Even if we could somehow persuade Khamenei to work with us in Iraq, the results would not be satisfactory. Iranian rhetoric is pan-Islamic, but its tools and techniques are narrowly sectarian. Khamenei is now backing Iraqi Prime Minister Nuri al Maliki for a third term, despite the insistence of the U.S. and all but the most sectarian Iraqi actors that he step aside. The Shi’a militias that are Iran’s primary action arm in Iran also conduct sectarian killings that fan the flames of Sunni resentment and are important elements of the Islamic State’s recruitment efforts. Iranian involvement in Iraq will make the situation worse, not better, and rapidly.
The prospect of sending American ground forces back into Iraq is distasteful, to say the least. Some have argued for a sort of expanded drone campaign (expanded from nothing, by the way, since the U.S. had not been targeting al Qaeda in Iraq or Syria at all before the fall of Mosul) or direct air support to Iraqi forces instead. This approach will fail. To begin with, air campaigns alone have never done more than disrupt terrorist organizations. Even the extremely aggressive drone program that decimated al Qaeda in Pakistan was unable to destroy the group. But the IS is not a terrorist organization anymore. It is a small state and it has a small army. Targeted strikes will have even less effect on it, and they are likely to backfire.
The Iraqi Security Forces (to say nothing of Bashar al Assad’s Syrian troops) have become sectarian. Iraqi social media refers to them as “Jaish al Maliki,” Maliki’s army, simultaneously dismissing the notion that they are Iraqi forces and equating them with the Jaish al Mahdi, the sectarian and Iranian-backed Shi’a militia formed by Moqtada al Sadr. If the U.S. simply provides air support to the ISF we will be seen as taking Maliki’s (and Iran’s) side against the Sunni. It is far from clear, moreover, that the ISF could retake the territories it has lost even with U.S. air support and without U.S. support on the ground. The U.S. had an extremely hard time, we should remember, driving al Qaeda in Iraq from Baghdad and Mosul with 150,000 troops on the ground. The Iraqis will find it harder, not easier, because the ISF is regarded with such suspicion by many Sunni.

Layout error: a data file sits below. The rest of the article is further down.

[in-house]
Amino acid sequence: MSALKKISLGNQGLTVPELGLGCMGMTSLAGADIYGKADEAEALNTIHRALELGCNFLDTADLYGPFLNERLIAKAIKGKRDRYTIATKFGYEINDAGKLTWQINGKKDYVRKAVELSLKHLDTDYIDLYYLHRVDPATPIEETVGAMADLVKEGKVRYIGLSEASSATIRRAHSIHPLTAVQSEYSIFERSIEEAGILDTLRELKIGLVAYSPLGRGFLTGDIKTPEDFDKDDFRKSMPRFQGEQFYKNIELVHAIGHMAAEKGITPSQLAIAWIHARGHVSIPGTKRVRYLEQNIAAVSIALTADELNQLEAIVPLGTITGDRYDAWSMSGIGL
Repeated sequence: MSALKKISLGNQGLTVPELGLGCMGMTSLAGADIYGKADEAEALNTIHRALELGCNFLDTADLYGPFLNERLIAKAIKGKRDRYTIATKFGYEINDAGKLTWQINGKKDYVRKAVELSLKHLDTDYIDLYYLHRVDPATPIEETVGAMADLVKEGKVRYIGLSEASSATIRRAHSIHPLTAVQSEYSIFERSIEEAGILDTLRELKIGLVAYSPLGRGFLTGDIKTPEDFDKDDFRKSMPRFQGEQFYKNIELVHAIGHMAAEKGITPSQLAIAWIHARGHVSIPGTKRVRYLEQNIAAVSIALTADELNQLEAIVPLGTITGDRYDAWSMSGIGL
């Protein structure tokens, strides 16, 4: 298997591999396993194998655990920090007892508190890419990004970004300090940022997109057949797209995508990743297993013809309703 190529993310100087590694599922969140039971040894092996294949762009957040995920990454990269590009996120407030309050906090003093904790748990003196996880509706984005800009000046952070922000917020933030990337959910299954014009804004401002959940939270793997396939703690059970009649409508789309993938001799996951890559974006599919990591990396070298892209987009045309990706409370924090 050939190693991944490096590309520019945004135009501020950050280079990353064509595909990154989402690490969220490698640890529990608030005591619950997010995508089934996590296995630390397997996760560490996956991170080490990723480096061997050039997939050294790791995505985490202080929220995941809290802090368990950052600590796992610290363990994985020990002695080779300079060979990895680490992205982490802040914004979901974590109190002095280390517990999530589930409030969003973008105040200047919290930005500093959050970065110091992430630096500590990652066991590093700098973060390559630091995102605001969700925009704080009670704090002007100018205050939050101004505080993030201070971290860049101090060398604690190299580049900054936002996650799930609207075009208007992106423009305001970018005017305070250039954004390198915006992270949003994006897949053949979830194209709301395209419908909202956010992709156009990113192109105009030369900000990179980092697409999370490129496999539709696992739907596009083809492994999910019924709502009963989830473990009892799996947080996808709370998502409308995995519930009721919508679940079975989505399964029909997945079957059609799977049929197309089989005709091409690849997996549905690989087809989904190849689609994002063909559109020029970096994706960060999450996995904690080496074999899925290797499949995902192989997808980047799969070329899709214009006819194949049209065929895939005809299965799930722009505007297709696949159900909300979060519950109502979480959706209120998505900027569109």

We may well face a simple and extremely unpalatable choice: send at least some U.S. ground forces back to Iraq or watch the consolidation of the first ever effective al Qaeda state and army. There is no guarantee at all that sending U.S. forces back would eliminate the threat. Neither is there any reason for confidence that an al Qaeda state in Iraq and Syria will not launch a campaign against the U.S. homeland and interests abroad.
Some will no doubt argue that the wisest course is to tend our own garden and focus on our own defenses rather than trying to intervene in an insanely complicated struggle. The trouble is that we are rushing to dismantle our defenses and make ourselves more vulnerable to the threat even as it grows exponentially. We are in the process of gutting our military in the name of an austerity that has not affected the parts of the government that actually account for the massive increases in U.S. spending projected over the coming years. And we are dismantling our intelligence apparatus in the name of protecting privacy and civil liberty.
The defense of American civil liberties, including privacy, is of paramount importance. It can never be ignored or simply pushed aside in the interests of expediency. It must be balanced, however, against the need to defend American lives and homes, which is the first responsibility of government. We are not currently striking that balance properly. We have allowed highly colored and selective leaks to instill fear in our hearts about what our intelligence community is doing, while ignoring the very real external threats that community is actually focused on watching.
There is no easy solution to the dilemmas posed here and I will not offer any. But the mandate of this committee requires it to evaluate all of the threats objectively and unemotionally and come to considered conclusions about how to strike the right balance. That evaluation must proceed, however, from an accurate and clear-eyed assessment of the actual threat. That threat is large and growing while our ability to defend ourselves is shrinking. We must reverse both trends, lest we face attacks in the future that may well change our society fundamentally. We can start by restoring defense cuts and re-considering the rush to outlaw specific intelligence programs whose merits cannot be debated publicly. This committee should, in fact, take the lead in developing and proposing expansions in U.S. intelligence capabilities that are coherent with the protection of civil liberties and privacy that is so vital to our democracy.
The challenges we face are great, but we must avoid taking counsel of our fears—fears of the enemy, fears of an unchecked government, fears of overseas involvement, or simply fears of the complexity of the problem. There is no certainty in acting, but there is no safety in passivity. I thank the committee for the opportunity to consider these challenges at this important moment in history.